‘The schools need more resources’
Laurent Escure, a teacher in Toulouse-Montmirail. 
 
“Above all, it should be remembered that classrooms are not lawless zones,” says Laurent Escure, a teacher in Toulouse-Montmirail and a member of a union of primary school teachers. “On a day-to-day basis, verbal violence is common,” he says. “The atmosphere is tense and serious incidents occur frequently.”
 
But the teachers themselves share some of the blame, according to Escure. “You need to know how to guide a classroom, and you must be in good form,” he says, noting that the psychological wear on teachers at many schools is obvious.
 
Those high schools considered high-risk need additional resources, he says. In troubled areas, “you really notice the lack of teachers’ assistants and the 50,000 other positions that the government has eliminated over the past four years”, he says. In places where adults are absent − such as hallways and parts of the courtyard − the situation quickly degenerates into aggression or even just dangerous play.
 
“Even when they are not directly involved, people see and live the violence,” says Escure. “And this violence is difficult to purge when recreation time is over.”  
 
Escure says it is time for the minister of education to make a move. “[Chatel] has the power to put an end to the conflict with the teachers in the suburbs, and especially in Vitry-sur-Seine,” he says. “He must reinstate the positions that they are demanding.” 
 
 
‘Students bring violence from outside into the classroom’
Elodie*, a teacher at a high school in the northern Paris suburb of Saint-Denis.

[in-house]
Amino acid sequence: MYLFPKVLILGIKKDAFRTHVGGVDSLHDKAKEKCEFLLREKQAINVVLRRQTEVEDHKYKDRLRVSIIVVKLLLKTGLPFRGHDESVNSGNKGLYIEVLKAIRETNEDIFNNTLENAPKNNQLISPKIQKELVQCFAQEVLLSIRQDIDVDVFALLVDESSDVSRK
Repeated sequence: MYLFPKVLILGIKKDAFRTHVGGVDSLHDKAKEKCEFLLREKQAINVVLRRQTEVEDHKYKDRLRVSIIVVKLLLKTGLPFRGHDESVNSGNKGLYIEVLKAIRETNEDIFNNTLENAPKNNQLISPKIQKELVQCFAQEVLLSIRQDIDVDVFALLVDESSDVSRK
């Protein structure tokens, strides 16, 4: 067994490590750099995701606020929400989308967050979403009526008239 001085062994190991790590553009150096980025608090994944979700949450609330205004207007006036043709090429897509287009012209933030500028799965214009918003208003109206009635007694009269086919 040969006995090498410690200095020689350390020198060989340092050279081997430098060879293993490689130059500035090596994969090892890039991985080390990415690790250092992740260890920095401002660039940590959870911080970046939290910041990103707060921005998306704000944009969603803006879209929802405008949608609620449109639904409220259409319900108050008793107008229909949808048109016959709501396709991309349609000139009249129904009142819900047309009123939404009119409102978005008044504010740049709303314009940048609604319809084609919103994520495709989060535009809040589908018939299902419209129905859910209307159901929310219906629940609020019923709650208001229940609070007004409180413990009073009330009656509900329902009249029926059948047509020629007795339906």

“Violence is ubiquitous, day and night,” Elodie says simply. “It is essentially verbal, but it also manifests as a permanent din, as constant scuffles in the corridors and in physical brawls. Anywhere can become a place of conflict.”
 
She says that confiscating a mobile phone or a baseball cap − things that teachers are obliged to do many times each day − can, with certain students, result in insults or abuse being hurled at the teacher. The student can refuse to hand over the object or refuse to report to his or her educational advisor.
 
“That becomes an impasse that paralyses the whole class,” she says.
 
Since the elimination of so many teaching and administrative positions, she says things have got worse. The beginning of the school year was marked by a wave of violence right outside the building, including some serious beatings. Students set fire to garbage bins and fights were taking place in the hallways because there were simply not enough supervisors to go around, Elodie says. And those that the school has cannot be everywhere at once. In the hallways, she says, the students are on their own.  
 
To deal with the upswing in violent incidents, a police force was stationed outside the school for a while.
 
“All of this creates a very tense environment at the school,” Elodie says. “The students bring the violence from outside into the classroom.”
 
 
 
* Name has been changed

 

Date created : 2010-02-17